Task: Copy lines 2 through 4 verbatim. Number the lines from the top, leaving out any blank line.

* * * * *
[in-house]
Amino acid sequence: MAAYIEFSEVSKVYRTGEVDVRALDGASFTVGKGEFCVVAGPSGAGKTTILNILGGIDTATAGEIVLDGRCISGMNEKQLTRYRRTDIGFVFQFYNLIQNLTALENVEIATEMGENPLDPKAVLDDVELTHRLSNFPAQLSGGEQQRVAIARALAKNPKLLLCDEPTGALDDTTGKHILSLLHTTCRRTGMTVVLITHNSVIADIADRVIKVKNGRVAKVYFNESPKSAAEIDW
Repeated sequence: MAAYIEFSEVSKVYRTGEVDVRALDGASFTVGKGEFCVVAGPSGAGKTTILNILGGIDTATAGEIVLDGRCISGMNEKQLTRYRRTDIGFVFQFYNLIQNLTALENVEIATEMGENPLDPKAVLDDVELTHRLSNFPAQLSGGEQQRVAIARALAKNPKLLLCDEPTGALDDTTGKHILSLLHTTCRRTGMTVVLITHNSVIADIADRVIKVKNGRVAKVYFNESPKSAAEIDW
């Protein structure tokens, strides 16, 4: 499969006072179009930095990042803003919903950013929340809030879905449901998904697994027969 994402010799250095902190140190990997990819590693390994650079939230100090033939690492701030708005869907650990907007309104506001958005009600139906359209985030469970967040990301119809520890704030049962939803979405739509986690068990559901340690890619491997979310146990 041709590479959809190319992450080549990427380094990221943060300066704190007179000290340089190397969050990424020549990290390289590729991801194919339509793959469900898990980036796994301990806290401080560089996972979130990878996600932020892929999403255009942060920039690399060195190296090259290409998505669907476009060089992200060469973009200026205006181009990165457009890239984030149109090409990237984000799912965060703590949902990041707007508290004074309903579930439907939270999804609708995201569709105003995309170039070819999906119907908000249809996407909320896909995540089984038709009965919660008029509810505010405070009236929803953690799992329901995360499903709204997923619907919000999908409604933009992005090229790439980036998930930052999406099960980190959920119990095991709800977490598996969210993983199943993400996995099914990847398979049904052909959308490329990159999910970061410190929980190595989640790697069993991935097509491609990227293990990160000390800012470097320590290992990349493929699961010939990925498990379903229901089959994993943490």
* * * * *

Amino acid sequence: MAAYIEFSEVSKVYRTGEVDVRALDGASFTVGKGEFCVVAGPSGAGKTTILNILGGIDTATAGEIVLDGRCISGMNEKQLTRYRRTDIGFVFQFYNLIQNLTALENVEIATEMGENPLDPKAVLDDVELTHRLSNFPAQLSGGEQQRVAIARALAKNPKLLLCDEPTGALDDTTGKHILSLLHTTCRRTGMTVVLITHNSVIADIADRVIKVKNGRVAKVYFNESPKSAAEIDW
Repeated sequence: MAAYIEFSEVSKVYRTGEVDVRALDGASFTVGKGEFCVVAGPSGAGKTTILNILGGIDTATAGEIVLDGRCISGMNEKQLTRYRRTDIGFVFQFYNLIQNLTALENVEIATEMGENPLDPKAVLDDVELTHRLSNFPAQLSGGEQQRVAIARALAKNPKLLLCDEPTGALDDTTGKHILSLLHTTCRRTGMTVVLITHNSVIADIADRVIKVKNGRVAKVYFNESPKSAAEIDW
């Protein structure tokens, strides 16, 4: 499969006072179009930095990042803003919903950013929340809030879905449901998904697994027969 994402010799250095902190140190990997990819590693390994650079939230100090033939690492701030708005869907650990907007309104506001958005009600139906359209985030469970967040990301119809520890704030049962939803979405739509986690068990559901340690890619491997979310146990 041709590479959809190319992450080549990427380094990221943060300066704190007179000290340089190397969050990424020549990290390289590729991801194919339509793959469900898990980036796994301990806290401080560089996972979130990878996600932020892929999403255009942060920039690399060195190296090259290409998505669907476009060089992200060469973009200026205006181009990165457009890239984030149109090409990237984000799912965060703590949902990041707007508290004074309903579930439907939270999804609708995201569709105003995309170039070819999906119907908000249809996407909320896909995540089984038709009965919660008029509810505010405070009236929803953690799992329901995360499903709204997923619907919000999908409604933009992005090229790439980036998930930052999406099960980190959920119990095991709800977490598996969210993983199943993400996995099914990847398979049904052909959308490329990159999910970061410190929980190595989640790697069993991935097509491609990227293990990160000390800012470097320590290992990349493929699961010939990925498990379903229901089959994993943490």